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December 2, 2012

Tory Immigration Snake Oil

Reuel S. Amdur

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It was some years ago when Bill Davis was Premier of Ontario that I attended a program put on by Toronto Muslims to acquaint people, thought to be of authority or influence, with the Muslim community and its wants and needs. I was invited because I was the Unitarian in a group representative of the various religions working on a broadly based book of prayers and readings for the Toronto Board of Education, a book to replace the sole reliance on the Lord's Prayer in opening exercises in the schools.

At this program to help people get a better familiarity with the Muslim community and its interests, some Muslims expressed concern that there was not enough respect for modesty, especially for young people.  The example raised was co-ed swimming.  One man spoke to say that Muslims should reach out to like-minded conservative Christians to push for implementation of stronger codes of modesty.

In those days there was a reactionary Evangelical minister in Milton, Ontario, who was extremely active.  His name was Ken Campbell.  In reaction to the suggestion put forward about an alliance with such reactionaries, I commented, “Ken Campbell is not your friend.”  After all, as the old English saw goes, “In for a penny, in for a pound.”  Cuddle up to the Ken Campbells of the world and you strengthen their wider political and religious agenda, an agenda that is clearly not in the interests of New Canadians and minorities who have interests in social programs and progressive immigration policies.  To bring the matter to the current time, among other things, the Conservatives, like the Liberals before them, have dumped costs of social programs such as health and social assistance back on the provinces, resulting in a variety of cuts.   

Campbell died in 2006.  As an Evangelical Christian, it would probably not have occurred to him to try to reach out to religious minorities, but these days Jason Kenney, the Conservative Minister of Immigration, is actively working to bring the various ethnic groups into the Tory fold.  “Family values” is the rubric that covers the interests that he tries to identify as common to these groups and the Harperites.  Modesty, traditional family life, looking askance at divorce, abortion, sexual experimentation, gay marriage, perhaps even women’s rights—the list goes on.  While the Tories have absolutely no intention (at least at the leadership level) of doing anything about such matters, Kenney has been fairly effective in getting votes from ethnic groups that have not been Tory supporters in the past.  It is a matter of flattery and of letting them in on a fellow feeling.”You know where we stand,” as it were.

Kenney, a Roman Catholic, is far more able to relate to Sikhs, Hindus, and Muslims than is a rabid extreme right-wing Evangelical like Campbell, who would probably not feel open to reaching out to them for support.  After all, the Catholic Church, at least till recent times, has been involved in religious dialogue and “ecumenism”.  But for immigrant and ethnic groups, joining Kenney in the Tory camp has its unpleasant consequences.

Key to the family values of immigrant communities is family reunification.  Having to wait many years for close family members to be allowed to join relatives in Canada is not in the interest of these communities.  Let’s take a look at some of the aspects of the Tory family immigration policies.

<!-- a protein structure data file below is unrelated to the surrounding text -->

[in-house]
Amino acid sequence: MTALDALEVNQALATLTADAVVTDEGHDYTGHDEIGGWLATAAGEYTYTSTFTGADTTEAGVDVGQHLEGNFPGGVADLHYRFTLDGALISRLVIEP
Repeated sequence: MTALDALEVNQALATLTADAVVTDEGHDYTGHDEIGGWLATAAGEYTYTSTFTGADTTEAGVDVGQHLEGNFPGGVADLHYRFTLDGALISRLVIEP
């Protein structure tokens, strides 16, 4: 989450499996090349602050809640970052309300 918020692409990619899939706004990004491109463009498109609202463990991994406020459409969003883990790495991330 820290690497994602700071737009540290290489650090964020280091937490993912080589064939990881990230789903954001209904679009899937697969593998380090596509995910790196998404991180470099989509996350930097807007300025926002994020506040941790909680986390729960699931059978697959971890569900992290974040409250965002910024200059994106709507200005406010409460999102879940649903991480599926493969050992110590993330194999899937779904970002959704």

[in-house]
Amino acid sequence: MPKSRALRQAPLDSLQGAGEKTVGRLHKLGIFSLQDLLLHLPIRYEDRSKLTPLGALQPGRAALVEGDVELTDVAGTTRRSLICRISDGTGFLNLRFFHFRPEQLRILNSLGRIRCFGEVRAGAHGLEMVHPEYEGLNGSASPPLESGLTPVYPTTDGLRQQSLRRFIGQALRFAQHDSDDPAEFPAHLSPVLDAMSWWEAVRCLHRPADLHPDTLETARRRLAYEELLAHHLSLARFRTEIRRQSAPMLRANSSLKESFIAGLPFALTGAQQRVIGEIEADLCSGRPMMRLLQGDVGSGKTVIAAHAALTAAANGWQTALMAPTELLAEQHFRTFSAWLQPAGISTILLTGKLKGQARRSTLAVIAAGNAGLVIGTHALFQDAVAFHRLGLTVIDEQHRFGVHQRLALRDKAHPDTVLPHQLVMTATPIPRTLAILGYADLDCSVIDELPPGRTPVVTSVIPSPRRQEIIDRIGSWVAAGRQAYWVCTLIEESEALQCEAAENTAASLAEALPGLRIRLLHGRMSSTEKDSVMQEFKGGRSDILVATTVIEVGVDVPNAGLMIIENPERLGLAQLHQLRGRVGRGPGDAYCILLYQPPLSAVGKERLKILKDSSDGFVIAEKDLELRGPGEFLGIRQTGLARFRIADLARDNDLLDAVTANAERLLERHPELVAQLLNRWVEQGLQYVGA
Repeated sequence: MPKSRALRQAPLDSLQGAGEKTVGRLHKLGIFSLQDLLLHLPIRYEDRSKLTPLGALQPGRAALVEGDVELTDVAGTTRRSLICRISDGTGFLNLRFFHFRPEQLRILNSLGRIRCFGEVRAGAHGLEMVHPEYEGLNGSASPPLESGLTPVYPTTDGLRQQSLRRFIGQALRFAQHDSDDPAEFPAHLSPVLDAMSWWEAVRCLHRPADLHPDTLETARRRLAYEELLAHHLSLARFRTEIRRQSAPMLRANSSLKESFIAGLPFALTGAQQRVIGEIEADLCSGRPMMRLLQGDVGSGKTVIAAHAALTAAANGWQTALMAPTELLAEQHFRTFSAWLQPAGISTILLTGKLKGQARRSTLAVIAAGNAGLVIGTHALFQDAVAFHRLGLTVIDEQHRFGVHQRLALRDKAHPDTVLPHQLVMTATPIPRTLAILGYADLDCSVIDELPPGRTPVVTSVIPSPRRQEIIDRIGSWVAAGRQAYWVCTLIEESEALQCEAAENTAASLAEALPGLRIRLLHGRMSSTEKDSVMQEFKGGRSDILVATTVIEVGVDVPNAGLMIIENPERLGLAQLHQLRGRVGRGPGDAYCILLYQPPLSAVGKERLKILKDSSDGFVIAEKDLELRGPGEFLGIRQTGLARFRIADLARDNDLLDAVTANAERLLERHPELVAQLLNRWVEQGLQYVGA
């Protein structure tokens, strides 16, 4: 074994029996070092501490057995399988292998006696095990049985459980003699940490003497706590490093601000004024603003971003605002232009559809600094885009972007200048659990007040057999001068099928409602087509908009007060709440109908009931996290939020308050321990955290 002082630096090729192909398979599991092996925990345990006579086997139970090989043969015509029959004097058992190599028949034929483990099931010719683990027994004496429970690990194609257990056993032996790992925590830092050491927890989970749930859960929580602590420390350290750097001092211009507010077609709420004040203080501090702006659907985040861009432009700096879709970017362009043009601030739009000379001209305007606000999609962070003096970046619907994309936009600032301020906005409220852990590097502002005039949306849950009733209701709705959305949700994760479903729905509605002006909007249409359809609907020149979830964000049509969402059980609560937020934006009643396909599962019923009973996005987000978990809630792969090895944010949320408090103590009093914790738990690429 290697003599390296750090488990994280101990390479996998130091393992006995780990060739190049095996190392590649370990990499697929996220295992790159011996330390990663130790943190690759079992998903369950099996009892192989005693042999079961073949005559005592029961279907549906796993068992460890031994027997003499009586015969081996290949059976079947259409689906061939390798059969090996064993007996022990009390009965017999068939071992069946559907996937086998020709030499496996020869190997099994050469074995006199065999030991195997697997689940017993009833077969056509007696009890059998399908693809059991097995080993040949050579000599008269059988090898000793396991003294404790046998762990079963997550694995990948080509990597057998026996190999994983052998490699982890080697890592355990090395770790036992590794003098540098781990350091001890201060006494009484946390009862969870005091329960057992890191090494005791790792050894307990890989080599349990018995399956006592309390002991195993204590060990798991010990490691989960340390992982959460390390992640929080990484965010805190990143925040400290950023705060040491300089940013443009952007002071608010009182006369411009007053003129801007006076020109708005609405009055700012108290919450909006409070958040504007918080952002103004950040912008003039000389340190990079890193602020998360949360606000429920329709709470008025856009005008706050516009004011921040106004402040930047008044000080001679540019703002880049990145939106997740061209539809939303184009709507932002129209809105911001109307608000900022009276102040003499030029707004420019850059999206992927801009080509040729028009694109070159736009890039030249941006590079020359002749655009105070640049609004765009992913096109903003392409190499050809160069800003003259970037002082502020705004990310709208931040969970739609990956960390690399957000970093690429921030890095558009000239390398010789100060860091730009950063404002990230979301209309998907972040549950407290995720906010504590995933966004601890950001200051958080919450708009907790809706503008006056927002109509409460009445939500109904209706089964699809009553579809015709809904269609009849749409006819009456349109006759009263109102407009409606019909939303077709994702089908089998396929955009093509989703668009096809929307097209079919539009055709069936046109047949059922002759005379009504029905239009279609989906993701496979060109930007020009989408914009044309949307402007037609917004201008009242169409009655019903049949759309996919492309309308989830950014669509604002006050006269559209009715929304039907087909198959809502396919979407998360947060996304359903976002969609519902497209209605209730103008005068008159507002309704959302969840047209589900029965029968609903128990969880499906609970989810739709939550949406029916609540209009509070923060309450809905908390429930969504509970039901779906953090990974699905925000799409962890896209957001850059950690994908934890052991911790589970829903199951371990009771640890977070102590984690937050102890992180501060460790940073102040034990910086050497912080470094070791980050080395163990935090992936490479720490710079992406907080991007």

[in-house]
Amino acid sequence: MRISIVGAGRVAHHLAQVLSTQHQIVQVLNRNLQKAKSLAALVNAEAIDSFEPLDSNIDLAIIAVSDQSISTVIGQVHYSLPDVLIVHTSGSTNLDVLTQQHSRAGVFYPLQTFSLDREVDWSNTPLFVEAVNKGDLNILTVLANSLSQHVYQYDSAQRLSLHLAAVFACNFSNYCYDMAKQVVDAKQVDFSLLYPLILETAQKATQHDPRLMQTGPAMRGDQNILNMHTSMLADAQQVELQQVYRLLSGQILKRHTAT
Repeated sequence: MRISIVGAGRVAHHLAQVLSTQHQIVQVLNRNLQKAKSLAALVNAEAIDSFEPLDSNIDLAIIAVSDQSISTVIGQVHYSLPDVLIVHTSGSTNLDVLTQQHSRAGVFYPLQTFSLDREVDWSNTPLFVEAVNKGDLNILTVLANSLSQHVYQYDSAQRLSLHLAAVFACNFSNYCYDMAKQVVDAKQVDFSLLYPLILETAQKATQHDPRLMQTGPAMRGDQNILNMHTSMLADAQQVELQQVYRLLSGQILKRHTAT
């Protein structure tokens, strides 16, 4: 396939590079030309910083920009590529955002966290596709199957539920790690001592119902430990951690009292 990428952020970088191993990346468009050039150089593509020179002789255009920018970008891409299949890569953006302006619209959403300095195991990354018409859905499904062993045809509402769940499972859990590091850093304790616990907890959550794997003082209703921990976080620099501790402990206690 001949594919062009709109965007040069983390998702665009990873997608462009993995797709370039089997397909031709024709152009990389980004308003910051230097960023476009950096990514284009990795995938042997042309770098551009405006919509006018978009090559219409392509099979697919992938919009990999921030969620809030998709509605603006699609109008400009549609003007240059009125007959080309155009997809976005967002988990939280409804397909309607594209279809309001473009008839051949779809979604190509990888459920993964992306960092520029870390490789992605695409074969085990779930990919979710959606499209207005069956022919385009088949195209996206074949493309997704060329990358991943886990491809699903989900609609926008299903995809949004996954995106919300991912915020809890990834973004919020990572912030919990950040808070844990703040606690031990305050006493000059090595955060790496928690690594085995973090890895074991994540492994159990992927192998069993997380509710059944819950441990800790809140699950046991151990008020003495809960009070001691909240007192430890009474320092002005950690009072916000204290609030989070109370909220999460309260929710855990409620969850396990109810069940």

Between 2008 and 2011, there has been a steady decline in numbers of family class members obtaining permanent residency, dropping from 65,582 in 2008 to 56,446 in 2011. It is estimated that it could take eight years for a family class application to be granted, and last year Kenney put in place a two-year moratorium on new applications from parents and grandparents. 

As an alternative measure, he announced a super-visa program under which a visa could be renewed for up to ten years in two-year increments.  The visa costs in excess of $1000, and the holder is required to obtain private medical coverage.   

In order to cut the backlog, the government is raising the number of parents and grandparents to be admitted as landed this year to 25,000.  In 2008, the number was 16,600, down to 14,078 in 2011. 

One of the most problematic areas in immigration has been the admission of live-in caregivers admitted without family.  Last year there were 4748.  Many are women who leave their families back home, often in the Philippines.  An immigration program respecting family values would allow the whole family in.

Once a person is actually landed, the process of obtaining citizenship has become more drawn out.  This year, Citizenship and Immigration Canada closed 17 offices across the country, and the number of citizenship judges has been cut. 

Kenney’s lobbying in Cabinet for more family reunification appears to have borne limited success.  After years of declining admissions for parents and grandparents, there is now a one-time increase to 25,000—an amount roughly equivalent to which cumulative yearly admissions under this program from 2008 to 2011 fell short of 25,000.  Hardly a big deal, and now the moratorium is in place. 

While the super-visa is in some ways more significant, it has its drawbacks, primarily in costs.  The visa itself costs upwards of $1000, and those admitted must purchase private health insurance.  The program is clearly second-class.

Bottom line: Immigrant and minority groups should think twice before buying what the Tories are peddling. 

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